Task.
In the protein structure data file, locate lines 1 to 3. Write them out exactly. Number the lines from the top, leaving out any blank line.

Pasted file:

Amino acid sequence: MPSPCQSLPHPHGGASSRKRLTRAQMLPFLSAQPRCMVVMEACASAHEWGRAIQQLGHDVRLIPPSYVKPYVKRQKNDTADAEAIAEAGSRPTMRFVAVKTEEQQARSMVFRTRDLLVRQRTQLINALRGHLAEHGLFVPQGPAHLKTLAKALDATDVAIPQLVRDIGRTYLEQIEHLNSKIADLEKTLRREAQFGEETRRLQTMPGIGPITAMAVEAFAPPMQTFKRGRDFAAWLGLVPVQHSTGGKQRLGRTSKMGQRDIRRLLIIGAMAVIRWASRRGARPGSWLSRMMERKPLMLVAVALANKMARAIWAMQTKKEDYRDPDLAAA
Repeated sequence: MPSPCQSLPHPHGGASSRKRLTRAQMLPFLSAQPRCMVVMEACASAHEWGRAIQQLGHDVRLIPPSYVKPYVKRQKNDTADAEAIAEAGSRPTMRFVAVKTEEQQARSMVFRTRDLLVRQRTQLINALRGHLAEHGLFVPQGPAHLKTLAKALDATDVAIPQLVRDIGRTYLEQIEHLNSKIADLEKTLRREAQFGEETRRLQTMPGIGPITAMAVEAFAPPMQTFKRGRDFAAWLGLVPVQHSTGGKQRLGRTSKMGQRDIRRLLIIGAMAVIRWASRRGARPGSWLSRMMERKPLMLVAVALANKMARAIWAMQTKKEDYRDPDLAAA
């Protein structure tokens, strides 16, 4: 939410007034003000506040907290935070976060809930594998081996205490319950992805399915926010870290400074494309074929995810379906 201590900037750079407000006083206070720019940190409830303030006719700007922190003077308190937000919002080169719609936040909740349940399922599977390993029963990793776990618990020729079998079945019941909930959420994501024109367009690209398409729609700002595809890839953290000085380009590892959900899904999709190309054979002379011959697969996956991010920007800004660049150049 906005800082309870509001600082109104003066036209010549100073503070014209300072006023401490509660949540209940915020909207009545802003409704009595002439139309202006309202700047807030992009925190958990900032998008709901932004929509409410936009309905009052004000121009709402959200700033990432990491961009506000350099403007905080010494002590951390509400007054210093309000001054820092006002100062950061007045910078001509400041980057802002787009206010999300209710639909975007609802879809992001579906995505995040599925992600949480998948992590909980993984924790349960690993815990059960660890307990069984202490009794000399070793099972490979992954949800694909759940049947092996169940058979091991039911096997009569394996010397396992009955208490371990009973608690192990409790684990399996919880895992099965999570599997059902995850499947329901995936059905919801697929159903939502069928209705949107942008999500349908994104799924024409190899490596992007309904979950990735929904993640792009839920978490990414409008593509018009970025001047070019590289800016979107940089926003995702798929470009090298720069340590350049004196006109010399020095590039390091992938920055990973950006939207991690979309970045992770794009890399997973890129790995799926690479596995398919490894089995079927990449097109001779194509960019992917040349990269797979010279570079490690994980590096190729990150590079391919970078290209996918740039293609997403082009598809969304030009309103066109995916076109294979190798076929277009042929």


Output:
Amino acid sequence: MPSPCQSLPHPHGGASSRKRLTRAQMLPFLSAQPRCMVVMEACASAHEWGRAIQQLGHDVRLIPPSYVKPYVKRQKNDTADAEAIAEAGSRPTMRFVAVKTEEQQARSMVFRTRDLLVRQRTQLINALRGHLAEHGLFVPQGPAHLKTLAKALDATDVAIPQLVRDIGRTYLEQIEHLNSKIADLEKTLRREAQFGEETRRLQTMPGIGPITAMAVEAFAPPMQTFKRGRDFAAWLGLVPVQHSTGGKQRLGRTSKMGQRDIRRLLIIGAMAVIRWASRRGARPGSWLSRMMERKPLMLVAVALANKMARAIWAMQTKKEDYRDPDLAAA
Repeated sequence: MPSPCQSLPHPHGGASSRKRLTRAQMLPFLSAQPRCMVVMEACASAHEWGRAIQQLGHDVRLIPPSYVKPYVKRQKNDTADAEAIAEAGSRPTMRFVAVKTEEQQARSMVFRTRDLLVRQRTQLINALRGHLAEHGLFVPQGPAHLKTLAKALDATDVAIPQLVRDIGRTYLEQIEHLNSKIADLEKTLRREAQFGEETRRLQTMPGIGPITAMAVEAFAPPMQTFKRGRDFAAWLGLVPVQHSTGGKQRLGRTSKMGQRDIRRLLIIGAMAVIRWASRRGARPGSWLSRMMERKPLMLVAVALANKMARAIWAMQTKKEDYRDPDLAAA
């Protein structure tokens, strides 16, 4: 939410007034003000506040907290935070976060809930594998081996205490319950992805399915926010870290400074494309074929995810379906 201590900037750079407000006083206070720019940190409830303030006719700007922190003077308190937000919002080169719609936040909740349940399922599977390993029963990793776990618990020729079998079945019941909930959420994501024109367009690209398409729609700002595809890839953290000085380009590892959900899904999709190309054979002379011959697969996956991010920007800004660049150049 906005800082309870509001600082109104003066036209010549100073503070014209300072006023401490509660949540209940915020909207009545802003409704009595002439139309202006309202700047807030992009925190958990900032998008709901932004929509409410936009309905009052004000121009709402959200700033990432990491961009506000350099403007905080010494002590951390509400007054210093309000001054820092006002100062950061007045910078001509400041980057802002787009206010999300209710639909975007609802879809992001579906995505995040599925992600949480998948992590909980993984924790349960690993815990059960660890307990069984202490009794000399070793099972490979992954949800694909759940049947092996169940058979091991039911096997009569394996010397396992009955208490371990009973608690192990409790684990399996919880895992099965999570599997059902995850499947329901995936059905919801697929159903939502069928209705949107942008999500349908994104799924024409190899490596992007309904979950990735929904993640792009839920978490990414409008593509018009970025001047070019590289800016979107940089926003995702798929470009090298720069340590350049004196006109010399020095590039390091992938920055990973950006939207991690979309970045992770794009890399997973890129790995799926690479596995398919490894089995079927990449097109001779194509960019992917040349990269797979010279570079490690994980590096190729990150590079391919970078290209996918740039293609997403082009598809969304030009309103066109995916076109294979190798076929277009042929």